We have a compact example of this in the Coca Cola Company, which has property valued at less than seven millions, and is capitalized on a basis which gives it a market value of more than ninety millions. This company was bought from the Candlers of Atlanta in 1919 by the Trust Company of Georgia and the Guaranty Company of New York-a subsidiary of the Guaranty Trust Company-for $15,000,000 in cash and $10,000,000 of preferred stock. In the refinancing, 500,000 shares of no par value were issued, and the preferred stock has since been bought back out of earnings. The common stock is selling around $197 a share.

On the books of the company, each of these shares is carried at $30.20. Good-will is carried at twenty millions. The company's good-will, in fact, was what was capitalized in re

financing it, although most corporations nowadays either ignore this item or list it at $1. In the days when William Jennings Bryan was railing at Wall Street as "the enemy country," and even in Theodore Roosevelt's trust-busting days, it was popular to make a great hullabaloo about the capitalization of good-will, even to call such capital plain water. The Supreme Court of the United States, however, recognizes it as an asset, and has more than once made use of the definition given to it by John Scott, Earl of Eldon, that "good will is the probability that the old customers will resort to the old place." In one of the opinions where this was cited, the Supreme Court explained that "good will, of course, does not keep customers from buying in the lowest market. Barter is not conducted on philanthropic principles; but good will promises the business that it may see the return of old customers whom it has treated fairly in price and quality."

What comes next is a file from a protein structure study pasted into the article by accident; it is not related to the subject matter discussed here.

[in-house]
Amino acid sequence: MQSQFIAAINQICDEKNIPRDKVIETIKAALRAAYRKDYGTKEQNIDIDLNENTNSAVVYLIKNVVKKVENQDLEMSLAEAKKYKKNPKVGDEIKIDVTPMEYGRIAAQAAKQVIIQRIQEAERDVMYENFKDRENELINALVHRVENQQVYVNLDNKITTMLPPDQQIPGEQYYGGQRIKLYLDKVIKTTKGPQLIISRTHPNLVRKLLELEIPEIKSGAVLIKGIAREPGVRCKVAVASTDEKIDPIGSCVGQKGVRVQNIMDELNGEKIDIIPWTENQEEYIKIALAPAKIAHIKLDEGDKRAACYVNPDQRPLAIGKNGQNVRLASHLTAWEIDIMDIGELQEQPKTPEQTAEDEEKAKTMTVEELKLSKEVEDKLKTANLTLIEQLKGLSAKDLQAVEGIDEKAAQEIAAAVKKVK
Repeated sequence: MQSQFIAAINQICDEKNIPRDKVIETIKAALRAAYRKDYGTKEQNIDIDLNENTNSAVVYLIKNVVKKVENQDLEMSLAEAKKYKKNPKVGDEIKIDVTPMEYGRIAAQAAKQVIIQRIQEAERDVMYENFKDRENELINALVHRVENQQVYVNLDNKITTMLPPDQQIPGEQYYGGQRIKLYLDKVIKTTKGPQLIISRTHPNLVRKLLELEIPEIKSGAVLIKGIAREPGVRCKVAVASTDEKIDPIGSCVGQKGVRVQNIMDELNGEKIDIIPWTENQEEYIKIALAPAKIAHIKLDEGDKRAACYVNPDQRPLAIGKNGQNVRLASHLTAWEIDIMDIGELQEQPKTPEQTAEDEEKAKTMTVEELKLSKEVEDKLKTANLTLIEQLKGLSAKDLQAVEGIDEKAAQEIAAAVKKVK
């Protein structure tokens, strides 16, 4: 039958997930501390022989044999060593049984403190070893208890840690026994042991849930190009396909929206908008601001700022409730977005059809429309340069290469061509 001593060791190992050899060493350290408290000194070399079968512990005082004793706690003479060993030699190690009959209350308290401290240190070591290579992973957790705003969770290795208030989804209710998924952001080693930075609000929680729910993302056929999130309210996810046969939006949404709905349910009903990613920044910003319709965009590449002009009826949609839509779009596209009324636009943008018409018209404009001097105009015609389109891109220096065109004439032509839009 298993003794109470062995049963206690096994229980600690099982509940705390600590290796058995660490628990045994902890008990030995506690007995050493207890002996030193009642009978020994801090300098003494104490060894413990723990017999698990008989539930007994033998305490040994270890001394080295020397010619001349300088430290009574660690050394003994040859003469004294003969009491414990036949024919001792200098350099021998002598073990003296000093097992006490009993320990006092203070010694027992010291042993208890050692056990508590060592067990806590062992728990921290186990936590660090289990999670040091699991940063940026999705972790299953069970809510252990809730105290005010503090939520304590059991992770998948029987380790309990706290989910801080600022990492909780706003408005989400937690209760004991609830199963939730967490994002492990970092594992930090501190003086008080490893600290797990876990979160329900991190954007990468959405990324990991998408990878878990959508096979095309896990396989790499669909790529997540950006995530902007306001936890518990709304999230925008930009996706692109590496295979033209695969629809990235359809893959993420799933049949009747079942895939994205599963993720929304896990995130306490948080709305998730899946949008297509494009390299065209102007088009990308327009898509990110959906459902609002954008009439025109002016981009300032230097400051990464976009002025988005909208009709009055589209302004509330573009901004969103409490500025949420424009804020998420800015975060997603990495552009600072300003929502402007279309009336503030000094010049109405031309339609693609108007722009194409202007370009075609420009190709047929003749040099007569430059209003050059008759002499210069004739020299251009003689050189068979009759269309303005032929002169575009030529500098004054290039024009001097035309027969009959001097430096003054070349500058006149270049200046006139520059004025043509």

In the case of the Coca Cola Company, the market investor eagerly bought good-will as revealed in the recipe for a "soft" drink sold continuously for more than two score years to an immense public. The intangible and invisible fact that "everybody knows Coca Cola" is an asset. In subways, on streetcars, in newspapers, and in magazines one found reminders of it, and the advertising was an asset. Moreover there is the record of sales: in 1922 (using round figures) more than twenty-one million dollars; the next year, twenty-four millions; the next, twenty-five; in 1925, twenty-eight millions; and in 1926 thirty millions.


Confident that the sales will be maintained or will be increased, with a corresponding record of net profits, the public-or that part of it which enters the stock market-has bid up the evidence of partnership to its present price. The purchaser does not believe that any other sodafountain drink is likely to displace Coca Cola in popular favor, and he buys not only present but prospective earning-power.